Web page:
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# How Do People Study Earthquakes?

The first seismograph was invented in 132 A.D. by the Chinese astronomer and mathematician Chang Heng. He called it an “earthquake weathercock.”Each of the eight dragons had a bronze ball in its mouth. Whenever there was even a slight earth tremor, a mechanism inside the seismograph would open the mouth of one dragon. The bronze ball would fall into the open mouth of one of the toads, making enough noise to alert someone that an earthquake had just happened. Watchman could tell which direction the earthquake came from by seeing which dragon’s mouth was empty.

In 136 A.D. a Chinese scientist named Choke updated this meter and called it a “seismoscope.” Columns of a viscous liquid were used in place of metal balls. The height of the liquid was washed up the side of the vessel indicated the intensity and a line joining the points of max motion also told the direction of the tremor. Most seismographs today run on electricity, but a basic seismograph is made of a drum with paper on it, a bar or spring with a hinge at one or both ends, a weight, and a pen. The one end of the bar or spring is bolted to a pole or metal box that is bolted to the ground. The weight is put on the other end of the bar and the pen is stuck to the weight. The drum with paper on it presses against the pen and turns constantly.

When there is an earthquake, everything in the seismograph moves except the weight with the pen on it. As the drum and paper shake next to the pen, the pen makes squiggly lines on the paper, creating a record of the earthquake. This record made by the seismograph is called a seismogram. By studying the seismogram, the seismologist can tell how far away the earthquake was and how strong it was. This record doesn’t tell the seismologist exactly where the epicenter was, just that the earthquake happened so many miles or kilometers away from that seismograph. To find the exact epicenter, you need to know what at least two other seismographs in other parts of the country or world recorded. The P wave will be the first wiggle that is bigger than the rest of the little ones. Because P waves are the fastest seismic waves, they will usually be the first ones that your seismograph records. The next set of seismic waves on the seismogram will be the S waves. These are sometimes bigger than the P waves.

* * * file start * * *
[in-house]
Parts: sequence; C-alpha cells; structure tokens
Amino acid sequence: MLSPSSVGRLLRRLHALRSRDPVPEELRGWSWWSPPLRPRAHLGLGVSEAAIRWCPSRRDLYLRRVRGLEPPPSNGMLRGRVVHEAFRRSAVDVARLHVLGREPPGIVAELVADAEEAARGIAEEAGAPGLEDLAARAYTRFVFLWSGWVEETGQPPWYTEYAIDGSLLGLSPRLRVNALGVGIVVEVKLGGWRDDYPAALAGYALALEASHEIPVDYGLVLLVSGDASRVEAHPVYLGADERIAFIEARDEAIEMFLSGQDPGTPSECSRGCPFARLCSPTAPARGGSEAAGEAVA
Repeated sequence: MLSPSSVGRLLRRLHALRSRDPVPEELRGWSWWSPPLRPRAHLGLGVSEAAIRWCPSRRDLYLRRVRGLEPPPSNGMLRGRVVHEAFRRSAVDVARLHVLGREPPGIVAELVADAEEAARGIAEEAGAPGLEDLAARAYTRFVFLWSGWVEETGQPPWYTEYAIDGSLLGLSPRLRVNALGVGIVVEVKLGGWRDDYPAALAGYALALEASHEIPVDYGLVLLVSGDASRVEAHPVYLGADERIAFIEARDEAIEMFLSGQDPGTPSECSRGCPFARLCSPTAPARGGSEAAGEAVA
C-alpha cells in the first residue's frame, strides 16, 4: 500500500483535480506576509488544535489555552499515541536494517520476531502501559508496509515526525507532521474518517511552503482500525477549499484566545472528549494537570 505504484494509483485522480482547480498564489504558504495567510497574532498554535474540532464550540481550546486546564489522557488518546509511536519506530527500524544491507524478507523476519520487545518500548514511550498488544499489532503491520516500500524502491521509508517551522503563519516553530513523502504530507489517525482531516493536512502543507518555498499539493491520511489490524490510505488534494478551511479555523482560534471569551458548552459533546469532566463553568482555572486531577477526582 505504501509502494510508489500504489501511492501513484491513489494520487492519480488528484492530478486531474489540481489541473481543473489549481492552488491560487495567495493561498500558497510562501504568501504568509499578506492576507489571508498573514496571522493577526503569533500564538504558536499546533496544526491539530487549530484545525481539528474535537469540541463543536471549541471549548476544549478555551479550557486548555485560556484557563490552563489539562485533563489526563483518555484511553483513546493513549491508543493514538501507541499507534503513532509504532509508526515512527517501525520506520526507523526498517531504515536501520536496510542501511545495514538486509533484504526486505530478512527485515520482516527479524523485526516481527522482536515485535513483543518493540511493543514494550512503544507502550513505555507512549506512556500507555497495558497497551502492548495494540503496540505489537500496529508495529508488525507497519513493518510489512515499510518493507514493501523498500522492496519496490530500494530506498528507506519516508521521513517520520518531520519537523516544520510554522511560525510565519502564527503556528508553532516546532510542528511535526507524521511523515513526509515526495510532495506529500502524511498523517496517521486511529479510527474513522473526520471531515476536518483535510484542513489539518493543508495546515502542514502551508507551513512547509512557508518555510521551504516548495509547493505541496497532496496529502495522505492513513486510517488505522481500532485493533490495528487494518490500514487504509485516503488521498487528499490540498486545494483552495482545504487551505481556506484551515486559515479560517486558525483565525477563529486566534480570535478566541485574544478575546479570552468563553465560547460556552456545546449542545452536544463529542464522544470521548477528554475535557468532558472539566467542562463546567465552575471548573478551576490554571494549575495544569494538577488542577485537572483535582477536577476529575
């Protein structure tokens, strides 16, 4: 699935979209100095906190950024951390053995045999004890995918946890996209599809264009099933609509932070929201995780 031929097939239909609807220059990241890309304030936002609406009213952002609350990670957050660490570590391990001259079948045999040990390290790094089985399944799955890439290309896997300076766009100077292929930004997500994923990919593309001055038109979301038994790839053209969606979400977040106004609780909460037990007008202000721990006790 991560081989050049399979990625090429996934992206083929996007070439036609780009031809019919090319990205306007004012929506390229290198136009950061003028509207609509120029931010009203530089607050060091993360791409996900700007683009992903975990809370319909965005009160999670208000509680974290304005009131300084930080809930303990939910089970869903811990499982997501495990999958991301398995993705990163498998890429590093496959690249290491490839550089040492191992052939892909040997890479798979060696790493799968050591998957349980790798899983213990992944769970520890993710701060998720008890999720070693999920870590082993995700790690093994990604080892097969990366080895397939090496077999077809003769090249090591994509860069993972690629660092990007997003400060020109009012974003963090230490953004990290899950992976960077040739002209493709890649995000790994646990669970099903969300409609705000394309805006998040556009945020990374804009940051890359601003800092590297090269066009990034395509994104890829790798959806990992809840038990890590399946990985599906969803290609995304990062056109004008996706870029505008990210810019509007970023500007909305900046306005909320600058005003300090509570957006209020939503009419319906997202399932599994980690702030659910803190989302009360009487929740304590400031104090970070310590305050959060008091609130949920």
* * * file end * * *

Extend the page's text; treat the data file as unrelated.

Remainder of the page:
For earthquakes in the ocean, hydrophones can be used to detect and measure submarine earthquakes. Seismic energy from submarine earthquakes is converted into acoustic energy at the seafloor-water boundary. A Tertiary wave is the acoustic signal from these earthquakes. A T-wave typically has frequencies ranging from 4 to 50Hz. T-waves spread efficiently in the ocean compared to seismic waves through the earth and can be detected at great distances. Hydrophones can detect an earthquake that is 1.5 to 2.0 orders of magnitude lower than those earthquakes that seismometers typically detect on land. Location of earthquakes guessed using hydrophones may not be as accurate as locations guessed by seismometers. The T-wave is created where the seismic waves face the seafloor-water interface, which might not be at the epicenter and give a bit information about the depth of the earthquake within the Earth’s crust.

Hydrophone arrays such as those in the Sound Surveillance Systems and the Comprehensive Nuclear-Test-Ban Treaty hydroacoustic monitoring system have been successfully used to detect and monitor earthquakes. For 20 years, researchers have used arrays in the northeast Pacific Ocean. About 47,934 seismic events were detected and located in the northeast Pacific.

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